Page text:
ABSTRACT: Fragile X syndrome, the most common form of inherited intellectual disability, is caused by expansion of CGG trinucleotide repeat at the 5' untranslated region of the FMR1 gene at Xq27. In affected individuals, the CGG repeat expansion leads to hypermethylation and the gene is transcriptionally inactive. Our aim was to identify fragile X syndrome among children with intellectual disability in Saudi Arabia. The study included 63 patients (53 males, 10 females) presented with intellectual disability, 29 normal subjects, and 23 other family members. DNA samples from six patients previously diagnosed with fragile X syndrome by Southern blot technique were used as positive controls. The method was based on bisulfite treatment of DNA followed by two different techniques. The first technique applied polymerase chain reaction amplification using one set of primers specific for amplifying methylated CpG dinucleotide region; another set designed to amplify the unmethylated CGG repeats. The second technique used the methylation-specific melting curve analysis for detection of methylation status of the FMR1 promoter region. Molecular testing using methylation sensitive polymerase chain reaction had shown amplified products in all normal subjects using unmethylated but not methylated primers indicating normal alleles, whereas amplified products were obtained using methylated polymerase chain reaction primers in fragile X syndrome-positive samples and in 9 of 53 males, indicating affected individuals. Molecular testing using melting curve analysis has shown a single low melting peak in all normal males and in (44/53) patients indicating unmethylated FMR1 gene, whereas high melting peak indicating methylated gene was observed in the fragile X syndrome-positive samples and in 9 of 53 patients. We found 100% concordance between results of both techniques and the results of Southern blot analysis. Three samples have shown both methylated and unmethylated alleles, indicating possible mosaicism. No female patients or carriers could be detected by both techniques. The technique can be applied for the rapid screening for fragile X syndrome among patients with intellectual disability. The impact of mosaicism on clinical severity needs further investigation.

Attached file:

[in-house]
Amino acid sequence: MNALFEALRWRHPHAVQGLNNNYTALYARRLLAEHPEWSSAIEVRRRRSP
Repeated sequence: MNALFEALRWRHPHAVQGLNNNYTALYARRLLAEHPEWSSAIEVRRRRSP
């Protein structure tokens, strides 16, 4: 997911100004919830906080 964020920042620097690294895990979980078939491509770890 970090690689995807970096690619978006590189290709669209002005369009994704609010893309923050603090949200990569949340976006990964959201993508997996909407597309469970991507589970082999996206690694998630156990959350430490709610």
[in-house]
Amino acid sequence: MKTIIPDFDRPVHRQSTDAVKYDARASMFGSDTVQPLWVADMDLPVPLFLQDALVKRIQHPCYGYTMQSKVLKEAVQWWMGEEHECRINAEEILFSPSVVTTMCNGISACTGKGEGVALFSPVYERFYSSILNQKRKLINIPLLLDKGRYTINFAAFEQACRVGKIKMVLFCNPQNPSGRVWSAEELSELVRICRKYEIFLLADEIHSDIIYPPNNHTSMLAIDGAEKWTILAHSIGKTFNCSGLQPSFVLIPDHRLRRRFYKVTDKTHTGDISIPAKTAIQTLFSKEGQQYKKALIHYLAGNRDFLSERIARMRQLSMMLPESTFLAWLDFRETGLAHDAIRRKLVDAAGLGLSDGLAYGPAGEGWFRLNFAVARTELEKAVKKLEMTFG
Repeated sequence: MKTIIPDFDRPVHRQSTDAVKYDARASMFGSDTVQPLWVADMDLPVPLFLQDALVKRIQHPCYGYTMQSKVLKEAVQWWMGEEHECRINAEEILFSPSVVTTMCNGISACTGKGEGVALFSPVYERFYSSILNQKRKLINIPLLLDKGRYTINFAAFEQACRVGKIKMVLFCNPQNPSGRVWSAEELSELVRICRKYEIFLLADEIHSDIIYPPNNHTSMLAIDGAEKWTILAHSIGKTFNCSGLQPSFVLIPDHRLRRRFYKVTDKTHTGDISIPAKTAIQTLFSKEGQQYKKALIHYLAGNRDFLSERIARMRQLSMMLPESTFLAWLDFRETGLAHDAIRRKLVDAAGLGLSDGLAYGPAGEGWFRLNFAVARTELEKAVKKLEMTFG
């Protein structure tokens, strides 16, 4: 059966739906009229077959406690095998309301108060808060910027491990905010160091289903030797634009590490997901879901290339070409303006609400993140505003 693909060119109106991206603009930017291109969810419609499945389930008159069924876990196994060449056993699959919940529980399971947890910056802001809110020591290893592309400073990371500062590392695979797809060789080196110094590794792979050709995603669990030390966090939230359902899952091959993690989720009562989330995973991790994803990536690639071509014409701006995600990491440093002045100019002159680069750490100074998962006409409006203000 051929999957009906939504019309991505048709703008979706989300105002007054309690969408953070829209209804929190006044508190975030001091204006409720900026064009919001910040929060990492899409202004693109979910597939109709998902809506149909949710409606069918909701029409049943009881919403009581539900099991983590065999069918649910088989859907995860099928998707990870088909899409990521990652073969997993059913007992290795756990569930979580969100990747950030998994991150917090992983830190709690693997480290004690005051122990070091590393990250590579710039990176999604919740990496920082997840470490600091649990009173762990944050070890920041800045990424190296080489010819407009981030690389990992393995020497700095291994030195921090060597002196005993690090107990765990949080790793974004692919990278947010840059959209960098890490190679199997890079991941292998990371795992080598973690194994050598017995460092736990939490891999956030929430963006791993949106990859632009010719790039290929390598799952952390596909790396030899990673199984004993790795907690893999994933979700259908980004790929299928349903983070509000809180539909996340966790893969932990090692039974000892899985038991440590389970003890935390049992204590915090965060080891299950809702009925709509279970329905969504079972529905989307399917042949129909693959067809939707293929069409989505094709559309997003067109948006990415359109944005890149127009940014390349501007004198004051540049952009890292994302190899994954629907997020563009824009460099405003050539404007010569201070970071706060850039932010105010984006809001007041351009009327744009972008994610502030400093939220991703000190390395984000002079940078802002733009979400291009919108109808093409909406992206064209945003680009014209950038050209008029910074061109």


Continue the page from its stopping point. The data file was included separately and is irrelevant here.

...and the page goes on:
Pediatric Neurology 04/2014; 50(4):368-76.